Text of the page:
What is the Difference Between a Medical Error and Medical Malpractice?


Clients often ask us whether they have a valid medical malpractice case. They recognize that their doctor made a mistake, but they don’t know if the medical error is serious enough to warrant a medical malpractice claim.

In order to prove a medical malpractice claim, your lawyer will have to prove the following four essential elements:


A professional duty is the first element in a medical malpractice claim. The medical malpractice attorney has to establish that there was a doctor/patient (or healthcare staff/patient) relationship. They might ask: Was this medical provider charged with taking care of the patient and/or accepted the responsibility of caring for this patient? If the answer is yes, then duty has been established.


The next element in the medical malpractice claim is a breach of duty. Once the attorney has proven that the medical professional had a duty to care for the patient, the attorney must next prove that the medical

professional breached that duty. In other words, they have to prove that the medical professional failed to provide the standard of care expected of them.


The next element the medical malpractice attorney must prove is causation. If they can establish that the patient’s injury would not have occurred if it weren’t for the defendant’s actions or inactions, then they have proved causation. In other words, in order for the medical malpractice claim to be successful, the attorney must prove that the medical malpractice error led to the patient’s injuries and/or increased the patient’s risk of harm from sustaining their injuries. It’s not necessary to prove that the medical provider’s negligent actions were the only cause of the patient’s injuries. It’s only necessary to prove that the medical provider’s negligence increased the risk of harm to the patient.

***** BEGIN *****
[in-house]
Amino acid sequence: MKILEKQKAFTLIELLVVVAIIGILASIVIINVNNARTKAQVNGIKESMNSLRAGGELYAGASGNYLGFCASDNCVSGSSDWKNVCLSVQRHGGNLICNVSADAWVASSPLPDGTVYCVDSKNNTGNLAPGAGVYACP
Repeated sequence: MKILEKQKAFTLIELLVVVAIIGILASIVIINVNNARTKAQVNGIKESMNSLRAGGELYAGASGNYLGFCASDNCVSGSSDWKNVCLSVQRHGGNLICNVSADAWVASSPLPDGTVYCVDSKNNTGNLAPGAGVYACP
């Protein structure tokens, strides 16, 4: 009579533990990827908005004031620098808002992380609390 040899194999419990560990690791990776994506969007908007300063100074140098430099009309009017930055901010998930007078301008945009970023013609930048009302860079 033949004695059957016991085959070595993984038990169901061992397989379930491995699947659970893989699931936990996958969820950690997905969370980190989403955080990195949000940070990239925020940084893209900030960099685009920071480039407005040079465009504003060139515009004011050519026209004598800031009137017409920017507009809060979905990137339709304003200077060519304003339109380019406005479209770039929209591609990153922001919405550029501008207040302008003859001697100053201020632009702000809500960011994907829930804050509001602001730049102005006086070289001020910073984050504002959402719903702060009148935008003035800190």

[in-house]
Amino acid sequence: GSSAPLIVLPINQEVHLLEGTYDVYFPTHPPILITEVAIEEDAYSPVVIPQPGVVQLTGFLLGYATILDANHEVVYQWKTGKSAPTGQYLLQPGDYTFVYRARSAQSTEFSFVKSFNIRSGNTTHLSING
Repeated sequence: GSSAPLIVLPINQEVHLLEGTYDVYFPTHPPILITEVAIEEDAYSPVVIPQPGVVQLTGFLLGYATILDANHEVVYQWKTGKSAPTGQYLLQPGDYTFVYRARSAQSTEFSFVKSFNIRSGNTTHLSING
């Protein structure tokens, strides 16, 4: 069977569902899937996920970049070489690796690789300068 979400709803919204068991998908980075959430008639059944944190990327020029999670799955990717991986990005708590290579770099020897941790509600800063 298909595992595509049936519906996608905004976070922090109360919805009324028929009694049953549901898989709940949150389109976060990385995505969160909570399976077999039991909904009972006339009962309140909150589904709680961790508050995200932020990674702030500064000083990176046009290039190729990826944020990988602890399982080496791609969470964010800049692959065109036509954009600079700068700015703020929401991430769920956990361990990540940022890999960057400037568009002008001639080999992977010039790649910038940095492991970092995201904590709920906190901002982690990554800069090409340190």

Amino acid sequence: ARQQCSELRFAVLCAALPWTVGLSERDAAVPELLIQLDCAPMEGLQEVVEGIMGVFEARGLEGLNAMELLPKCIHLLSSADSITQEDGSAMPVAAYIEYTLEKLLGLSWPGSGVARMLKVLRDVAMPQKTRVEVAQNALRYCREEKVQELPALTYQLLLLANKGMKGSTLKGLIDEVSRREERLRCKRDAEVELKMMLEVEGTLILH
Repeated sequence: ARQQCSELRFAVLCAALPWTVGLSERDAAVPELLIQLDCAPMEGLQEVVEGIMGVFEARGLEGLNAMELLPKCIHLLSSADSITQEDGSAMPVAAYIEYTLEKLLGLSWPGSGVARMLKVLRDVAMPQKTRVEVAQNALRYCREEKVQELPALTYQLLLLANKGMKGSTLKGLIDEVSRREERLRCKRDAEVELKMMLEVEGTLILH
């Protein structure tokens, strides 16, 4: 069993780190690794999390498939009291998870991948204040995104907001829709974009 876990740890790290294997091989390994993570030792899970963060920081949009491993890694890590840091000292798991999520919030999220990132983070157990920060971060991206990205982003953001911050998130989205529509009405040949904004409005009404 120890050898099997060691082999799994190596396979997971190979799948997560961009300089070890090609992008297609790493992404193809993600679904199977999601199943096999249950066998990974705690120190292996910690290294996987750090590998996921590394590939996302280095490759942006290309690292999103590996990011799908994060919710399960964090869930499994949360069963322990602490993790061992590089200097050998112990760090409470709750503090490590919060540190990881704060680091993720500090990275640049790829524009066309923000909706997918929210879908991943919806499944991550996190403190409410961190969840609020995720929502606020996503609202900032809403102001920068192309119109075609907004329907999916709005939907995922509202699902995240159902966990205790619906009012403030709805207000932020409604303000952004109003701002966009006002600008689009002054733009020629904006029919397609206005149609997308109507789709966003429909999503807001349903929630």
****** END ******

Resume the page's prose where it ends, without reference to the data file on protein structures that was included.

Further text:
The last element is damaged. The attorney will need to establish that, as a result of the medical professional’s negligence, the patient suffered injuries. These injuries may be new injuries or they may be an old injury that has been aggravated or worsened due to the medical professional’s mistake. 


If the medical malpractice attorney cannot prove each of the above four elements, then it’s unlikely they’ll convince a court that the medical error rose to the level of medical malpractice.

If you believe you or a loved one has suffered an injury as the result of a medical provider’s mistake, contact the experienced medical malpractice lawyers at VSCP LAW.

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